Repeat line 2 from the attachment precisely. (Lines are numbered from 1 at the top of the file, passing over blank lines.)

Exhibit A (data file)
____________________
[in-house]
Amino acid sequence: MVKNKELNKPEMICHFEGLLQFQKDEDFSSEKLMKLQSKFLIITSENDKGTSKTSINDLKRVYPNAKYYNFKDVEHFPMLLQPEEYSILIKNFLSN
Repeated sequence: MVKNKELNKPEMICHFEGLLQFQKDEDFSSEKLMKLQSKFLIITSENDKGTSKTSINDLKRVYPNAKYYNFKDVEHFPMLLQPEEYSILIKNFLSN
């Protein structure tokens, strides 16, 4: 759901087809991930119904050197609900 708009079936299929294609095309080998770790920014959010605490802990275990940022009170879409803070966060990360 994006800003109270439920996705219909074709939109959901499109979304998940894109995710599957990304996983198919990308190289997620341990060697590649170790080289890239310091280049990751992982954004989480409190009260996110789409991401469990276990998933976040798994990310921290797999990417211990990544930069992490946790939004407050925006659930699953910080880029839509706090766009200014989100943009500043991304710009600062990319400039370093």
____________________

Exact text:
Amino acid sequence: MVKNKELNKPEMICHFEGLLQFQKDEDFSSEKLMKLQSKFLIITSENDKGTSKTSINDLKRVYPNAKYYNFKDVEHFPMLLQPEEYSILIKNFLSN